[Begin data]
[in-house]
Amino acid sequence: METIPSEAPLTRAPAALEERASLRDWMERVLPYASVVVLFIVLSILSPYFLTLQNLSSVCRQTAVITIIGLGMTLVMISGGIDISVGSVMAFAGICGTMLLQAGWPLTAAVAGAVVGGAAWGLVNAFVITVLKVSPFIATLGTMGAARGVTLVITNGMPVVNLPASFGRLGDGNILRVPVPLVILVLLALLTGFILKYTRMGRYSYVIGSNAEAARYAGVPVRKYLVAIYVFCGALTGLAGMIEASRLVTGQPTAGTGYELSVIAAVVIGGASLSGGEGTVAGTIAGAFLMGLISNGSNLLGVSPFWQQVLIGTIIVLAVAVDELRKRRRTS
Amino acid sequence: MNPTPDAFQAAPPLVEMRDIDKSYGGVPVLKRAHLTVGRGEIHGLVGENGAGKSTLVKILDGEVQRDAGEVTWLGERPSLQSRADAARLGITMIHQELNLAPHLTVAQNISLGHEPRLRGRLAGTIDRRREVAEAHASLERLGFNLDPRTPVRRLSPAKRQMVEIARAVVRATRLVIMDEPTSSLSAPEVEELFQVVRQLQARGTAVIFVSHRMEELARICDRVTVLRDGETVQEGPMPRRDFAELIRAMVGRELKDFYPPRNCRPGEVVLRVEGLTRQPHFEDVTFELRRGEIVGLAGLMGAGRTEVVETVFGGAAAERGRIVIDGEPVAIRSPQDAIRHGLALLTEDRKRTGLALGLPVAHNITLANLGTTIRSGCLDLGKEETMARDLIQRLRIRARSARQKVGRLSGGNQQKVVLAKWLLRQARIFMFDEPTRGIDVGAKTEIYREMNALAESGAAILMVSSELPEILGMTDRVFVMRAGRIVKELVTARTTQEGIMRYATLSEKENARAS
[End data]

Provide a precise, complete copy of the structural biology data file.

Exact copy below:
[in-house]
Amino acid sequence: METIPSEAPLTRAPAALEERASLRDWMERVLPYASVVVLFIVLSILSPYFLTLQNLSSVCRQTAVITIIGLGMTLVMISGGIDISVGSVMAFAGICGTMLLQAGWPLTAAVAGAVVGGAAWGLVNAFVITVLKVSPFIATLGTMGAARGVTLVITNGMPVVNLPASFGRLGDGNILRVPVPLVILVLLALLTGFILKYTRMGRYSYVIGSNAEAARYAGVPVRKYLVAIYVFCGALTGLAGMIEASRLVTGQPTAGTGYELSVIAAVVIGGASLSGGEGTVAGTIAGAFLMGLISNGSNLLGVSPFWQQVLIGTIIVLAVAVDELRKRRRTS
Amino acid sequence: MNPTPDAFQAAPPLVEMRDIDKSYGGVPVLKRAHLTVGRGEIHGLVGENGAGKSTLVKILDGEVQRDAGEVTWLGERPSLQSRADAARLGITMIHQELNLAPHLTVAQNISLGHEPRLRGRLAGTIDRRREVAEAHASLERLGFNLDPRTPVRRLSPAKRQMVEIARAVVRATRLVIMDEPTSSLSAPEVEELFQVVRQLQARGTAVIFVSHRMEELARICDRVTVLRDGETVQEGPMPRRDFAELIRAMVGRELKDFYPPRNCRPGEVVLRVEGLTRQPHFEDVTFELRRGEIVGLAGLMGAGRTEVVETVFGGAAAERGRIVIDGEPVAIRSPQDAIRHGLALLTEDRKRTGLALGLPVAHNITLANLGTTIRSGCLDLGKEETMARDLIQRLRIRARSARQKVGRLSGGNQQKVVLAKWLLRQARIFMFDEPTRGIDVGAKTEIYREMNALAESGAAILMVSSELPEILGMTDRVFVMRAGRIVKELVTARTTQEGIMRYATLSEKENARAS